Thursday, October 06, 2011

Acting to Endanger Species

Remember this "groundbreaking" settlement deal that Center for Biological Diversity and WildEarth Guardians cut with the feds last summer? The one in which the U.S. Fish and Wildlife Service agreed to provide timely and/or date certain listing decisions?

Question: How's that working out?

Answer: The agency has been issuing a slew of findings, right on time. However, so far, the decisions are mostly to deny species' protection under the ESA. Including the cactus ferruginous pygmy owl, the Mohave ground squirrel, the Northern leopard frog-- all clear cases of species tanking in the US due to loss of habitat-- and yet, USFWS inexplicably finds ways to keep them off the list.

So, MORE QUESTIONS: can these determinations be litigated as Section 4 merits challenges? Can other organizations bring litigation to challenge these determinations? Is there anything in the agreements precluding litigation by CBD or WEG about the determinations for any time frame?

1 comment:

EnviroDuck said...

This posting asks important questions about the species settlement agreements. We are pleased to provide answers. The U.S. Fish and Wildlife Service is required to publish petition findings, listing determinations, and critical habitat designations for more than 700 species in FY 2011 in accordance with Exhibit B in WildEarth Guardians’ agreement. The agency reportedly provided all required decisions to the Federal Register on September 30 and there are only a few left to be published.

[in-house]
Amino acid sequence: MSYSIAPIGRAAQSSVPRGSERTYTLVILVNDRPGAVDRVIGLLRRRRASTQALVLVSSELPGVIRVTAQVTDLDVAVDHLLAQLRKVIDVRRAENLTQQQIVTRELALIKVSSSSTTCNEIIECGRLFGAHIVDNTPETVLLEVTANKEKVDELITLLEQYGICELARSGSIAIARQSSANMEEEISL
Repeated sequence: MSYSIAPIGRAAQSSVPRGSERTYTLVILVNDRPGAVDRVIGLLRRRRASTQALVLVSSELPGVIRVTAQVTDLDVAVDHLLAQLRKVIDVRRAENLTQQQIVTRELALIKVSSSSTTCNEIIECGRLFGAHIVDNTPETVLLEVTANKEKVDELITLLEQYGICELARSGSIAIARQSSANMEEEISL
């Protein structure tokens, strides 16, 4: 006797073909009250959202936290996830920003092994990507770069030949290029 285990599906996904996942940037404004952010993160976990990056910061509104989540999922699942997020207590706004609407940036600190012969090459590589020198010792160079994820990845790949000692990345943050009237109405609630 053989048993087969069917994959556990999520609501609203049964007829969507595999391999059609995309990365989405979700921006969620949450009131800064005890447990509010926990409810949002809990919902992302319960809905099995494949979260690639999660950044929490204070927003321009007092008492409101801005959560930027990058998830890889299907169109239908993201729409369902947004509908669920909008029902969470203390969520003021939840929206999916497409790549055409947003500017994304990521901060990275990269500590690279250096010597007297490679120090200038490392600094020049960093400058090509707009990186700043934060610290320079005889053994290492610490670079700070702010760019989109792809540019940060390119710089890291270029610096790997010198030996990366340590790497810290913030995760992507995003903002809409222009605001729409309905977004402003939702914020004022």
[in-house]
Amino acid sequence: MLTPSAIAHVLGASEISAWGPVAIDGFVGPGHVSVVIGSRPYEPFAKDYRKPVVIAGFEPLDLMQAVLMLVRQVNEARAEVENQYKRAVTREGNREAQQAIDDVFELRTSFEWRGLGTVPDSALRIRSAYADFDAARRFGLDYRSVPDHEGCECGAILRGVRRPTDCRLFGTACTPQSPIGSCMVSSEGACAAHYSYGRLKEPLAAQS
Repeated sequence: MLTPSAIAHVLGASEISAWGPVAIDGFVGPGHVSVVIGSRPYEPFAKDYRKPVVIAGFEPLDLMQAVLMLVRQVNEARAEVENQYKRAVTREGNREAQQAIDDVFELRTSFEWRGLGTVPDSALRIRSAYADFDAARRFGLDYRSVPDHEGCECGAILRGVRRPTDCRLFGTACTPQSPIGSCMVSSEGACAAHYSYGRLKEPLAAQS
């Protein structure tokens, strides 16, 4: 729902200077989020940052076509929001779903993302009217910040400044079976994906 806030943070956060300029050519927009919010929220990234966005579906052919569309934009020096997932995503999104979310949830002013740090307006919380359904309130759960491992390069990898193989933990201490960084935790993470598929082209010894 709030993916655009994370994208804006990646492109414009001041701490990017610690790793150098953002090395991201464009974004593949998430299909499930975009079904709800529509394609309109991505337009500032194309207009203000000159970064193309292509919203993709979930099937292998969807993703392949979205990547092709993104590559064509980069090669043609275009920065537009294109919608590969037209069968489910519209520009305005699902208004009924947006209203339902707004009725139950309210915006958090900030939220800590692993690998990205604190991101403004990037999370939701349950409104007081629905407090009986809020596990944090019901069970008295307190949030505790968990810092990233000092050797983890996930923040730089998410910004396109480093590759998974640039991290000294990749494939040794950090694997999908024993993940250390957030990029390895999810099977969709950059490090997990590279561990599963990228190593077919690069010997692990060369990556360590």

Not only is the agency on schedule posting their decisions, but the majority of them advance protection for imperiled species. The agency has proposed to list 39 species under the ESA in the past 12 months, and finalized listing for 14 species-—most of them with proposed or final critical habitat. The Service has also issued positive petition findings for more than 450 species and added 25 species to the candidate list.

The settlement agreements require the Fish and Wildlife Service to post a certain number of decisions each year, but we could not dictate the outcome of those decisions. The agency is still responsible for determining which species are warranted and not warranted for protection in accordance with its usual decisionmaking process under the Endangered Species Act. Not surprisingly, some species have been found not warranted for listing, which is disappointing. However, neither WildEarth Guardians nor Center for Biological Diversity are constrained from instantly challenging negative decisions in federal court. Other organizations and individuals may also challenge any of the negative determinations issued for species covered in the settlement agreements.

WildEarth Guardians